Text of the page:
Active vs. Passive Appreciation

October 29, 2007 | Business Valuation, Court Decisions, Divorce, Legal Perspective

Icon for author Brian Vertz Brian Vertz

Minnesota’s intermediate court recently clarified the distinction between active appreciation in the value of premarital property, which is considered marital property under Minnesota law, and passive appreciation, which is separate property, in In Re Marriage of Ellingson (2007). The subject business was a custom kitchen cabinetry manufacturer and installer, which the husband began prior to the parties’ marriage. Under relevant case law in Minnesota, active appreciation is defined as increase in value resulting from marital efforts. Conversely, passive appreciation that results from inflation or market forces only is excluded from marital property.

In Ellingson, the appellate court cited to a line of Minnesota cases holding that the retained earnings of businesses over which the spouses lacked controlling interests would be presumptively excluded from marital property as passive appreciation unless there were evidence proving such earnings resulted from marital efforts. Yet, the appellate court distinguished Ellingson from that line of cases, finding that the husband’s management efforts in marketing, purchasing, human resources, location and business strategy were primarily responsible for the increase in value of the business. Also, Husband as 100% shareholder did not lack control over the retention or distribution of earnings.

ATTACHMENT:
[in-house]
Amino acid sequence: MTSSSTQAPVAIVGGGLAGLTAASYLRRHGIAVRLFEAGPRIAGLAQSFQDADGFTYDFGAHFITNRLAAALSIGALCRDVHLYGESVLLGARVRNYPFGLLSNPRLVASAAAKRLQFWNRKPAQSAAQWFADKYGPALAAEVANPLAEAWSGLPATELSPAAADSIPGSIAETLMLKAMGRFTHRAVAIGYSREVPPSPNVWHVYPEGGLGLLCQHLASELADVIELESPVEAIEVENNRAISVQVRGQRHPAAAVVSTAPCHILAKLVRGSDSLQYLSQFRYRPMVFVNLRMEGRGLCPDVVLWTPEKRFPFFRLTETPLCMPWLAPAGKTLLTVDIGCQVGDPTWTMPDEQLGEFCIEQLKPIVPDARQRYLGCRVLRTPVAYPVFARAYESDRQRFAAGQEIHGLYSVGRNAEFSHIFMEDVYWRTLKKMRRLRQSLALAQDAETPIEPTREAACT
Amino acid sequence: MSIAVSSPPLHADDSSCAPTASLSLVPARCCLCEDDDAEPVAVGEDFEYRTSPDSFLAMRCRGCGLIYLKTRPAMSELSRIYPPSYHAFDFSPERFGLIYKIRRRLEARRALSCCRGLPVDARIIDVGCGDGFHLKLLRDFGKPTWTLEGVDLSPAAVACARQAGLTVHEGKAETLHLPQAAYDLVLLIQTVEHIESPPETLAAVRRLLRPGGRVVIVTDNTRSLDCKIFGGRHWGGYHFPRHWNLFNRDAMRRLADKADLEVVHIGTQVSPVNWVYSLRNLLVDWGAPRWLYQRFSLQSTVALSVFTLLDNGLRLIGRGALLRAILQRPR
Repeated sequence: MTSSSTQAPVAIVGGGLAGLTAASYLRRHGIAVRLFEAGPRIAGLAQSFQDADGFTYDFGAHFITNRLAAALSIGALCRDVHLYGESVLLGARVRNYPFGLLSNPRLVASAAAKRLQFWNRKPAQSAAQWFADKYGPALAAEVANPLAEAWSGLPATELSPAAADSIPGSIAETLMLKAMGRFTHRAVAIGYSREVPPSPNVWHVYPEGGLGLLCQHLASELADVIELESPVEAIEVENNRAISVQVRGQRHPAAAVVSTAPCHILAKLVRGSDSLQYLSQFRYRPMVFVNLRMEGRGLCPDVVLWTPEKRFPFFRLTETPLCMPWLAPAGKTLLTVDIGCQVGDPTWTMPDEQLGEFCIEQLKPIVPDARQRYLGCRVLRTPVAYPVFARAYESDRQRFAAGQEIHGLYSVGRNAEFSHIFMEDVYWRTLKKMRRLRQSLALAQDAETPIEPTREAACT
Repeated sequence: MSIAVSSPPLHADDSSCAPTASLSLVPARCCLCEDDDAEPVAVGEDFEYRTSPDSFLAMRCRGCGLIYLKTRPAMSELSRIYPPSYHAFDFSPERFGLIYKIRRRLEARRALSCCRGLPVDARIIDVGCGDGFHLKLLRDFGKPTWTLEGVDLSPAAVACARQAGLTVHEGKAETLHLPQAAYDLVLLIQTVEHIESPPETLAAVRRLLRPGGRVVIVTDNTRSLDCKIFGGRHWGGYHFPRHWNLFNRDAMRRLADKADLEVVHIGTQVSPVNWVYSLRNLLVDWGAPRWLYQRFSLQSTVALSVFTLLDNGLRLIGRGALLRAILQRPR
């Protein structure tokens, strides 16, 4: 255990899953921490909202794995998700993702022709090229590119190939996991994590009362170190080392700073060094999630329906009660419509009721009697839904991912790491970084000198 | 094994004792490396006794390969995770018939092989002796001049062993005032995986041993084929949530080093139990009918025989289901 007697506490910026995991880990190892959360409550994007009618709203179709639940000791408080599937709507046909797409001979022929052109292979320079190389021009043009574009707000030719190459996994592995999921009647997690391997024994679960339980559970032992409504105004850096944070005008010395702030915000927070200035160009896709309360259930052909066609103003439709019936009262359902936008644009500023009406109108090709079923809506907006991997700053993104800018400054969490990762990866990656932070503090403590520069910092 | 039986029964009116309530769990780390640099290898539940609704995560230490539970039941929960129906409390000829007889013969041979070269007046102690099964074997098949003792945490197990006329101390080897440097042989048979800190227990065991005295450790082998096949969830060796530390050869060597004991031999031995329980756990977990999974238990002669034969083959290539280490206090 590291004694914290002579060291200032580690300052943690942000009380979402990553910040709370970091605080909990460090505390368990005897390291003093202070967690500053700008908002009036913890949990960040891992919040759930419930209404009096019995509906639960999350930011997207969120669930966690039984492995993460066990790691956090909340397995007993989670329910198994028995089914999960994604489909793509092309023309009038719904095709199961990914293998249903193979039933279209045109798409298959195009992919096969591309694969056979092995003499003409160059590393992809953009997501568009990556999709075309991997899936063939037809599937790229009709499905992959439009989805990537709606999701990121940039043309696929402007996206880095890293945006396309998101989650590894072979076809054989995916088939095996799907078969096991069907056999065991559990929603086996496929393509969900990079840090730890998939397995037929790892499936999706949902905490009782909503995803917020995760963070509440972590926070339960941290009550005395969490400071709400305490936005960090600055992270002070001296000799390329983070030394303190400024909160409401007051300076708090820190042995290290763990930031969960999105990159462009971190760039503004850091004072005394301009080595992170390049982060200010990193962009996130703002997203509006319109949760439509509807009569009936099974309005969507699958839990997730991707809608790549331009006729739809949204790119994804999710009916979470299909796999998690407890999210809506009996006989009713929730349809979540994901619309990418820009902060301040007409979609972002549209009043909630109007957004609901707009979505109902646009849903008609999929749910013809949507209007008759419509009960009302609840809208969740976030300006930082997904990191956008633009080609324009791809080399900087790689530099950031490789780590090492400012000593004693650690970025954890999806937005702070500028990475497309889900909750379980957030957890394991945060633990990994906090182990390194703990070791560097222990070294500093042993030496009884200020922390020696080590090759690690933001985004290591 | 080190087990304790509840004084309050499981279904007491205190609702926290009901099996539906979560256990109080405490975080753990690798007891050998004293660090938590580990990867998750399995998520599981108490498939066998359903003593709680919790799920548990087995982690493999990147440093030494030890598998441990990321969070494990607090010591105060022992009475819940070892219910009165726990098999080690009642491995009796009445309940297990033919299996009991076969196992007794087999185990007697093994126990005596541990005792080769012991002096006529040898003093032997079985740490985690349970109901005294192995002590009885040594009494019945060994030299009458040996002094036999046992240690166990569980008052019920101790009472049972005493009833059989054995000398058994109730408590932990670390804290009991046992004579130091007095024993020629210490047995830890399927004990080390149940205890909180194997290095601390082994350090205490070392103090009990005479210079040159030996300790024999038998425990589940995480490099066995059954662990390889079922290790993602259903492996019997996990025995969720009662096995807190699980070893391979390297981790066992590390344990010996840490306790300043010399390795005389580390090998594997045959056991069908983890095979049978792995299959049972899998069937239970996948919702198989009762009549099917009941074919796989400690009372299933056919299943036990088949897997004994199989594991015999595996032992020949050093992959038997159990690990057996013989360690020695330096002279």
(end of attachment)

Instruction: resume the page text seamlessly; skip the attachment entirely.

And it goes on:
The report of Husband’s business valuation expert was not admitted at trial, due to late filing. However, it is interesting to note that his expert distinguished the passive appreciation from the active appreciation by looking at the elements of risk in the capitalization rate. Since the capitalization rate contained a six percent company-specific risk premium, husband’s expert deducted that percentage from the company’s overall growth rate, concluding that the difference was equal to the passive appreciation of the company. This methodology was rejected, however, because it was not adequately explained in the expert’s report.

Pennsylvania does not distinguish between active and passive appreciation under statute or case law. This case, however, presents an interesting glimpse at how other states and experts have approached the issue.

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